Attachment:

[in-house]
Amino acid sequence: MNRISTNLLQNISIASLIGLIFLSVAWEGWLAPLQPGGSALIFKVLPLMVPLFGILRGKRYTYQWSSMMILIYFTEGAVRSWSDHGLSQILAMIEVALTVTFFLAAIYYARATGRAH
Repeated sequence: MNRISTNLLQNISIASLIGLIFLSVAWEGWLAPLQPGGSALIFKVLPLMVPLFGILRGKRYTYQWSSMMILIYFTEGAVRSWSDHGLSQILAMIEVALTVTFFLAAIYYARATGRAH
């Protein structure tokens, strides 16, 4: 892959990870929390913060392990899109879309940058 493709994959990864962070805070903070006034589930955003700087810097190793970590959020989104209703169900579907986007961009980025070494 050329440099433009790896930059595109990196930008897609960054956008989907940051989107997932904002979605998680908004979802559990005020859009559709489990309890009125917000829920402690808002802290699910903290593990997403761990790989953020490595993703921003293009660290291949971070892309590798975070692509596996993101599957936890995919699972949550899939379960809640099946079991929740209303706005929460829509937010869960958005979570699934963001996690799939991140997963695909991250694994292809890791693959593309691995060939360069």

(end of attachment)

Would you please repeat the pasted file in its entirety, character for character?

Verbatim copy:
[in-house]
Amino acid sequence: MNRISTNLLQNISIASLIGLIFLSVAWEGWLAPLQPGGSALIFKVLPLMVPLFGILRGKRYTYQWSSMMILIYFTEGAVRSWSDHGLSQILAMIEVALTVTFFLAAIYYARATGRAH
Repeated sequence: MNRISTNLLQNISIASLIGLIFLSVAWEGWLAPLQPGGSALIFKVLPLMVPLFGILRGKRYTYQWSSMMILIYFTEGAVRSWSDHGLSQILAMIEVALTVTFFLAAIYYARATGRAH
């Protein structure tokens, strides 16, 4: 892959990870929390913060392990899109879309940058 493709994959990864962070805070903070006034589930955003700087810097190793970590959020989104209703169900579907986007961009980025070494 050329440099433009790896930059595109990196930008897609960054956008989907940051989107997932904002979605998680908004979802559990005020859009559709489990309890009125917000829920402690808002802290699910903290593990997403761990790989953020490595993703921003293009660290291949971070892309590798975070692509596996993101599957936890995919699972949550899939379960809640099946079991929740209303706005929460829509937010869960958005979570699934963001996690799939991140997963695909991250694994292809890791693959593309691995060939360069």